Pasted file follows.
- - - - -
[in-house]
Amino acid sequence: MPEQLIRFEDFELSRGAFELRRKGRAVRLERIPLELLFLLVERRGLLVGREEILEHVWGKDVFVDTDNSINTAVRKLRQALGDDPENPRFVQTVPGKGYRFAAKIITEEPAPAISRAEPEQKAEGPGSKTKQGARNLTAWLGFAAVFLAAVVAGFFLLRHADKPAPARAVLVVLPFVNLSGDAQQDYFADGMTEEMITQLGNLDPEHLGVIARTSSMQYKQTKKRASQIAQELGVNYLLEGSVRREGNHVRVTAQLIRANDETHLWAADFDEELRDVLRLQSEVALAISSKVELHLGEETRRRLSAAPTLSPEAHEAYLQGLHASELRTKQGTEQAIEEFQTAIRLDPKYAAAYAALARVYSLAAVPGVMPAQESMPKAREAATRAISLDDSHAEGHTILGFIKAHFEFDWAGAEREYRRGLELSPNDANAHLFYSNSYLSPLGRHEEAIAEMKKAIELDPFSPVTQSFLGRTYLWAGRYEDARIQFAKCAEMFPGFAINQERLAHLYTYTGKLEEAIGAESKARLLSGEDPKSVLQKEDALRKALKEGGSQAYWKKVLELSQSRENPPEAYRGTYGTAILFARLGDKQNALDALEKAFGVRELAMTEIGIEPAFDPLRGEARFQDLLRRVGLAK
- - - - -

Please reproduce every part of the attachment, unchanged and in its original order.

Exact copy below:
[in-house]
Amino acid sequence: MPEQLIRFEDFELSRGAFELRRKGRAVRLERIPLELLFLLVERRGLLVGREEILEHVWGKDVFVDTDNSINTAVRKLRQALGDDPENPRFVQTVPGKGYRFAAKIITEEPAPAISRAEPEQKAEGPGSKTKQGARNLTAWLGFAAVFLAAVVAGFFLLRHADKPAPARAVLVVLPFVNLSGDAQQDYFADGMTEEMITQLGNLDPEHLGVIARTSSMQYKQTKKRASQIAQELGVNYLLEGSVRREGNHVRVTAQLIRANDETHLWAADFDEELRDVLRLQSEVALAISSKVELHLGEETRRRLSAAPTLSPEAHEAYLQGLHASELRTKQGTEQAIEEFQTAIRLDPKYAAAYAALARVYSLAAVPGVMPAQESMPKAREAATRAISLDDSHAEGHTILGFIKAHFEFDWAGAEREYRRGLELSPNDANAHLFYSNSYLSPLGRHEEAIAEMKKAIELDPFSPVTQSFLGRTYLWAGRYEDARIQFAKCAEMFPGFAINQERLAHLYTYTGKLEEAIGAESKARLLSGEDPKSVLQKEDALRKALKEGGSQAYWKKVLELSQSRENPPEAYRGTYGTAILFARLGDKQNALDALEKAFGVRELAMTEIGIEPAFDPLRGEARFQDLLRRVGLAK